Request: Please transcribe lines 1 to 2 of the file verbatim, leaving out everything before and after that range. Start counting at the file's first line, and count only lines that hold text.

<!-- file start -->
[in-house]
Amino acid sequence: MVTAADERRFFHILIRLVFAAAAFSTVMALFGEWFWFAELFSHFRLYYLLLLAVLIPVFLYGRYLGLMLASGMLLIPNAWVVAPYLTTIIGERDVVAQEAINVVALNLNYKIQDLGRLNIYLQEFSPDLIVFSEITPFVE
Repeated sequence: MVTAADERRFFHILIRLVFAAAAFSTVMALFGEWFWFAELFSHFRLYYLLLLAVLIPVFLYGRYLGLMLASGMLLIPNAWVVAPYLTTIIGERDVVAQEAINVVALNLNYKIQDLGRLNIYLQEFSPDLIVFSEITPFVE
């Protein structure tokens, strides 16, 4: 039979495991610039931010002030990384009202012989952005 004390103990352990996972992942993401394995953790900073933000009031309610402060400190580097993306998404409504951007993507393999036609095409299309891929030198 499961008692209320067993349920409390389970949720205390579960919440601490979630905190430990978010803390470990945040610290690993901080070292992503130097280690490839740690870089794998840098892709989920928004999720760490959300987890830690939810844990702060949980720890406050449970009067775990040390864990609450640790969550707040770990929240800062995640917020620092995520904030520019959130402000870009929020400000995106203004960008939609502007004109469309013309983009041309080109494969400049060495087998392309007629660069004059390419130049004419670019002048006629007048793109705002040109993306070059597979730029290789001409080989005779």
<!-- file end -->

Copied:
[in-house]
Amino acid sequence: MVTAADERRFFHILIRLVFAAAAFSTVMALFGEWFWFAELFSHFRLYYLLLLAVLIPVFLYGRYLGLMLASGMLLIPNAWVVAPYLTTIIGERDVVAQEAINVVALNLNYKIQDLGRLNIYLQEFSPDLIVFSEITPFVE